So can a girl rough it in ruffles? Silly question.

I'M GONNA CLIMB A MOUNTAIN IN MY PATENT LEATHER SHOES

A little girl takes all her feminine favorites on a camping trip.

Peppy Sadie, who has impossibly big red hair, narrates her adventure in bouncy iambic verse. “Today we’re going camping,” she declares, and lickety-split she starts packing. She’ll absolutely need her pink ballet costume, her patent leather shoes and her tiara, for starters. Even though Sadie’s decked out in frills, she can still help pitch the pup tent and help with other chores, like gathering huckleberries. Things go a bit amiss when a chipmunk makes off with the purple party bag that Sadie was using to gather the berries, and her white gloves get dirty. But no matter; Sadie’s imagination takes over. As she climbs the mountain in those patent leather shoes, she pictures herself capturing Bigfoot with her seven strings of pearls and swimming in the river in her flowered underwear. (She forgot her bathing suit.) That night, with only the campfire to illuminate them, Sadie pretends to protect the family from Bigfoot, played by her brother with a growl and a frown. Singer’s story crackles with humor and attitude, its driving rhythms making it an infectious read-aloud. Avril’s busy illustrations, using pastel chalk over a pencil outline, display a range of bright colors and have a slightly dreamy cast, as if they came right out of Sadie’s head.

So can a girl rough it in ruffles? Silly question. (Picture book. 4-7)

Pub Date: Sept. 2, 2014

ISBN: 978-1-4197-0336-2

Page Count: 40

Publisher: Abrams

Review Posted Online: July 16, 2014

Kirkus Reviews Issue: Aug. 1, 2014

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This simple and sincere tale of working up courage to face fears makes quite a splash.

JABARI JUMPS

Young Jabari decides today is the day he is going to jump from the diving board, even though it’s a little high and a little scary.

Jabari’s father and baby sister accompany him to the swimming pool in the city, where Jabari has already made up his mind about today’s goal: jumping off the diving board. “I’m a great jumper,” he says, “so I’m not scared at all.” But that’s not entirely true. Readers see Jabari play the waiting game as the other children (a diverse bunch) make their ways past him in line. Once Jabari finally begins to climb up, he slyly remembers that he forgot to “stretch.” The stalling techniques don’t faze his dad, who sees an opportunity for a life lesson. “It’s okay to feel a little scared,” offers his dad at the side of the pool. With renewed will, Jabari returns to the towering diving board, ready to embrace the feat. In her debut, Cornwall places her loving black family at the center, coloring the swimming pool and park beyond in minty hues and adding whimsy with digitally collaged newspaper for skyscrapers. A bird’s-eye view of Jabari’s toes clinging to the edge of the diving board as he looks way, way down at the blue pool below puts readers in his head and in the action.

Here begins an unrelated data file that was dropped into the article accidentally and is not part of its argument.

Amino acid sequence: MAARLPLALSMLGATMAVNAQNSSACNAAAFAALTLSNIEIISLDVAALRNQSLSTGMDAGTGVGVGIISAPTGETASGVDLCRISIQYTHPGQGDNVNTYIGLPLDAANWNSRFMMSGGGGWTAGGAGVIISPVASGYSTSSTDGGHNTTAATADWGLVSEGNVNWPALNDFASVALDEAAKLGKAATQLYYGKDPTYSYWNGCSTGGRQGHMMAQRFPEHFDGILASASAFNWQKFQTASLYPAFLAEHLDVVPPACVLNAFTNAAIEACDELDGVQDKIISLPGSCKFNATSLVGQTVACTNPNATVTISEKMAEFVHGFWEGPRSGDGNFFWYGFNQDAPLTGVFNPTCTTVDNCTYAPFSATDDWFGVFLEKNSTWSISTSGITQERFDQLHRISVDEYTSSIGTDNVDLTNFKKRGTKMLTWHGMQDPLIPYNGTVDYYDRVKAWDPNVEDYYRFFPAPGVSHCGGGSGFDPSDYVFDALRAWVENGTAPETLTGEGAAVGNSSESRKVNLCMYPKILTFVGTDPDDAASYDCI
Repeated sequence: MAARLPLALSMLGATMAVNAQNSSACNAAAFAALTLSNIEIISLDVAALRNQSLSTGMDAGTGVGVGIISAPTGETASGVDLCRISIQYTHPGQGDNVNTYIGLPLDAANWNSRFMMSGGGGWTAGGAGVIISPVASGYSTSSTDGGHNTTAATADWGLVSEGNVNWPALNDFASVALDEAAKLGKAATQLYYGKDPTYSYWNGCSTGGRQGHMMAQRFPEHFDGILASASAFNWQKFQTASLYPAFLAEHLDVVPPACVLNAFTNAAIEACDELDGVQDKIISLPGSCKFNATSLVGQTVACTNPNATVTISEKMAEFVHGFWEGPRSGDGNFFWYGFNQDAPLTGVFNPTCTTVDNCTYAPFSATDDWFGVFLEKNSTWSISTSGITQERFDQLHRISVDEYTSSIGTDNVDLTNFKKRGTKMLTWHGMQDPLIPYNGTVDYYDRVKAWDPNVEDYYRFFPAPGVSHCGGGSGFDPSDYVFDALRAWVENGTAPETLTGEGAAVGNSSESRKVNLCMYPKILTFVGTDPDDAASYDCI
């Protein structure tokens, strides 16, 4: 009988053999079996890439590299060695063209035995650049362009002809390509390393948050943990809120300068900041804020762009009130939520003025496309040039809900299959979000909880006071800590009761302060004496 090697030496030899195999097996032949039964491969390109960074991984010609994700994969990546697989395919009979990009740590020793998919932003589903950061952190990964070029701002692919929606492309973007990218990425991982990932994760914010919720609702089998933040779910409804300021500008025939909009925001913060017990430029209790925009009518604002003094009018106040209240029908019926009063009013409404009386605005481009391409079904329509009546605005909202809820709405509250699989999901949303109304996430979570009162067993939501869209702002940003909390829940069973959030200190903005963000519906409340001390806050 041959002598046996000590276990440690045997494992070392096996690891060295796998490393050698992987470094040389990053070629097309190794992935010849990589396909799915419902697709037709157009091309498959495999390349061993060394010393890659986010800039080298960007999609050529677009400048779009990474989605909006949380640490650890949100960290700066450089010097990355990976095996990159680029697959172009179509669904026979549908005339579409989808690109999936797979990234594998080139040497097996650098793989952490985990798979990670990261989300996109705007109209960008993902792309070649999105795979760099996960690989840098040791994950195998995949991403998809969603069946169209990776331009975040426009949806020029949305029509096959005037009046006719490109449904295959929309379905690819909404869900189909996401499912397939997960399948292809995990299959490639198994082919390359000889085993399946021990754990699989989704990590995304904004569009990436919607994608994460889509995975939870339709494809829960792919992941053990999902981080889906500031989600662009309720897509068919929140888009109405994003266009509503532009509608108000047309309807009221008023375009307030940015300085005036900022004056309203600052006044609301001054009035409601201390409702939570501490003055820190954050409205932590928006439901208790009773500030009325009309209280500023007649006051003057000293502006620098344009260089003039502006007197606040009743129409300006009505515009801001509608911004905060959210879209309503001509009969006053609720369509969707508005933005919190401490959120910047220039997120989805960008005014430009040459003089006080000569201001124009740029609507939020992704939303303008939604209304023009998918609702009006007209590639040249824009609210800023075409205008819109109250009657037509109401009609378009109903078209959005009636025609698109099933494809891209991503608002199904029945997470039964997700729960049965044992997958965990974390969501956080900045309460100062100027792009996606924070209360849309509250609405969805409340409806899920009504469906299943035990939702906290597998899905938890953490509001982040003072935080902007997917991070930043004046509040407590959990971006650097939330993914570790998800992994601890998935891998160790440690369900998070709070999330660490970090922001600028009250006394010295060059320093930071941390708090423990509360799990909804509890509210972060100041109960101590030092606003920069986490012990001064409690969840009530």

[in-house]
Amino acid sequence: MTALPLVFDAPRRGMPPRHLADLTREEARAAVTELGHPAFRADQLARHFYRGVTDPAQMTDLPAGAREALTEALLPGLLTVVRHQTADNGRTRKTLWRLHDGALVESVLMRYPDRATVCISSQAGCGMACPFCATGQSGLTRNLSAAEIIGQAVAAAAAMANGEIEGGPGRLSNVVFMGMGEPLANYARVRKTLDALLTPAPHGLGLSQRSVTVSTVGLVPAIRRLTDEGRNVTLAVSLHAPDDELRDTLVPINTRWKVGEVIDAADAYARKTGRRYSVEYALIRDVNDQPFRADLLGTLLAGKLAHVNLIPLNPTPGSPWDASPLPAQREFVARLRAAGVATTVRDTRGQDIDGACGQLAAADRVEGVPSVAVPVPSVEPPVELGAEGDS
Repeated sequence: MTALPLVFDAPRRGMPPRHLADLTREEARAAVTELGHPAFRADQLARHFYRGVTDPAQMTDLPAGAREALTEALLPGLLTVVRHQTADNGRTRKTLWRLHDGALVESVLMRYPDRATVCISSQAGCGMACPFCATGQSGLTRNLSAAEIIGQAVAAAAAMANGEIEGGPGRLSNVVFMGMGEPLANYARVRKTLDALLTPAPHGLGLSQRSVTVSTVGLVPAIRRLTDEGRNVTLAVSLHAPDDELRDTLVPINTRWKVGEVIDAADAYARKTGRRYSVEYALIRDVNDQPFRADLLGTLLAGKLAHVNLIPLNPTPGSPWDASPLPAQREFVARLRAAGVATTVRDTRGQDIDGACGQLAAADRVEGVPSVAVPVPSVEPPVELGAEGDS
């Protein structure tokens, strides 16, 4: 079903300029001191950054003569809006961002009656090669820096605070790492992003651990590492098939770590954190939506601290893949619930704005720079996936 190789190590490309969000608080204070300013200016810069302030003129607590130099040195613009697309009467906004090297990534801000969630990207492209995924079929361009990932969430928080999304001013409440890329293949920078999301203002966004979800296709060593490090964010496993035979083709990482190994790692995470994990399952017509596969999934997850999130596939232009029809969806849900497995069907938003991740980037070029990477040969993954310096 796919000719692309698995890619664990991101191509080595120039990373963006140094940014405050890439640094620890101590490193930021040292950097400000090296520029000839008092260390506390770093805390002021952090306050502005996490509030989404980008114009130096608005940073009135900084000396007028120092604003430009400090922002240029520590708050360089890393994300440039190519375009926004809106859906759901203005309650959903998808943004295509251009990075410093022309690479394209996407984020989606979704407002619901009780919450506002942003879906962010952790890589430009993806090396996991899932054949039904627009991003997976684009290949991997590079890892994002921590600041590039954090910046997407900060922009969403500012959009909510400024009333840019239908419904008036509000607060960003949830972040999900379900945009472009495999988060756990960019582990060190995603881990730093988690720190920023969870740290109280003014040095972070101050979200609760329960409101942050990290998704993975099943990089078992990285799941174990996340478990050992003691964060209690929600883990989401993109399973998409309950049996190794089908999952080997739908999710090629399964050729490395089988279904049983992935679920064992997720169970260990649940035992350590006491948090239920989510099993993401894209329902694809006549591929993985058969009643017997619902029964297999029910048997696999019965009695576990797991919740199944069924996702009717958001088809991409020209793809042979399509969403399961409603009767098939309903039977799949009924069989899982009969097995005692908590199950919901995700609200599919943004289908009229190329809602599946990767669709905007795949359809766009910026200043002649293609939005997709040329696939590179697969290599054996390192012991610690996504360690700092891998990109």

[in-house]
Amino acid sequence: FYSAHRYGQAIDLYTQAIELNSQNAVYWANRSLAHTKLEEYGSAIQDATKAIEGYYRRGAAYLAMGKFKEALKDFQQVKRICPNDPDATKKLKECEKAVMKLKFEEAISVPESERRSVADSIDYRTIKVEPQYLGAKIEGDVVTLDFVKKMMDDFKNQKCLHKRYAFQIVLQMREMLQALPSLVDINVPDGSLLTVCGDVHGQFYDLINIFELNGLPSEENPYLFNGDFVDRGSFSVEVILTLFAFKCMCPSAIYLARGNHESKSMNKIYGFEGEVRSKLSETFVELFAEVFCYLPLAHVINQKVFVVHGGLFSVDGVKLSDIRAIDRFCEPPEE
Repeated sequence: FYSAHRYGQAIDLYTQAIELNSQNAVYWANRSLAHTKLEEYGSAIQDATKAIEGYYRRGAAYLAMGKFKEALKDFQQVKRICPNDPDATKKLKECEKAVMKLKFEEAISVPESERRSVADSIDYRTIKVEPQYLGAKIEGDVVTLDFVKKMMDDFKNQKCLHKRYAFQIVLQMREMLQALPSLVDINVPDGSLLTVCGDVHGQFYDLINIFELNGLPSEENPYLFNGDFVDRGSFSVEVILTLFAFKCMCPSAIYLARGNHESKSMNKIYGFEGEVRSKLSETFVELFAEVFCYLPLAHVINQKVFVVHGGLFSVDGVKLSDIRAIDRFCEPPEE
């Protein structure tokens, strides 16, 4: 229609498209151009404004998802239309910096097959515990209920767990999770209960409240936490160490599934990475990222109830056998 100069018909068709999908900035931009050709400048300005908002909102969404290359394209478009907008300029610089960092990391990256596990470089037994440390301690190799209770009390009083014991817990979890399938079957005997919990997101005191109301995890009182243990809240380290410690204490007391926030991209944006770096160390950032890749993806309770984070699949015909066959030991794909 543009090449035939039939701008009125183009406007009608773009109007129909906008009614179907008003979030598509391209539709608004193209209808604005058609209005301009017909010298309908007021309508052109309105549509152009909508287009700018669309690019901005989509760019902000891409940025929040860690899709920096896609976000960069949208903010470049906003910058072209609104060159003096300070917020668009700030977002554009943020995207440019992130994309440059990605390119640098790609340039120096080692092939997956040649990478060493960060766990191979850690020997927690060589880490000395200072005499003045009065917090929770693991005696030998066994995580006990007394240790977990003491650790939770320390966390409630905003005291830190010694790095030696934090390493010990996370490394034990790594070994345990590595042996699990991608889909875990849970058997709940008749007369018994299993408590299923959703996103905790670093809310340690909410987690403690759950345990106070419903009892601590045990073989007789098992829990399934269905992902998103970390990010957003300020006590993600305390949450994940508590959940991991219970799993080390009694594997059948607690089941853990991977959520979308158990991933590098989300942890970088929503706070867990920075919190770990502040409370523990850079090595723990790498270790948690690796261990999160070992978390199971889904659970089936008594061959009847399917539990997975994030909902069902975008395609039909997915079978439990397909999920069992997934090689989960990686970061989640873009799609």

This simple and sincere tale of working up courage to face fears makes quite a splash. (Picture book. 4-7)

Pub Date: May 9, 2017

ISBN: 978-0-7636-7838-8

Page Count: 32

Publisher: Candlewick

Review Posted Online: March 6, 2017

Kirkus Reviews Issue: March 15, 2017

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An early reader that kids will want to befriend.

NOT ME!

In an odd-couple pairing of Bear and Chipmunk, only one friend is truly happy to spend the day at the beach.

“Not me!” is poor Chipmunk’s lament each time Bear expresses the pleasure he takes in sunning, swimming, and other activities at the beach. While controlled, repetitive text makes the story accessible to new readers, slapstick humor characterizes the busy watercolor-and-ink illustrations and adds interest. Poor Chipmunk is pinched by a crab, buried in sand, and swept upside down into the water, to name just a few mishaps. Although other animal beachgoers seem to notice Chipmunk’s distress, Bear cheerily goes about his day and seems blithely ignorant of his friend’s misfortunes. The playful tone of the illustrations helps soften the dynamic so that it doesn’t seem as though Chipmunk is in grave danger or that Bear is cruel. As they leave at the end of the book Bear finally asks, “Why did you come?” and Chipmunk’s sweet response caps off the day with a warm sunset in the background.

An early reader that kids will want to befriend. (Early reader. 5-7)

Pub Date: Feb. 1, 2016

ISBN: 978-0-8234-3546-3

Page Count: 24

Publisher: Holiday House

Review Posted Online: Dec. 8, 2015

Kirkus Reviews Issue: Dec. 15, 2015

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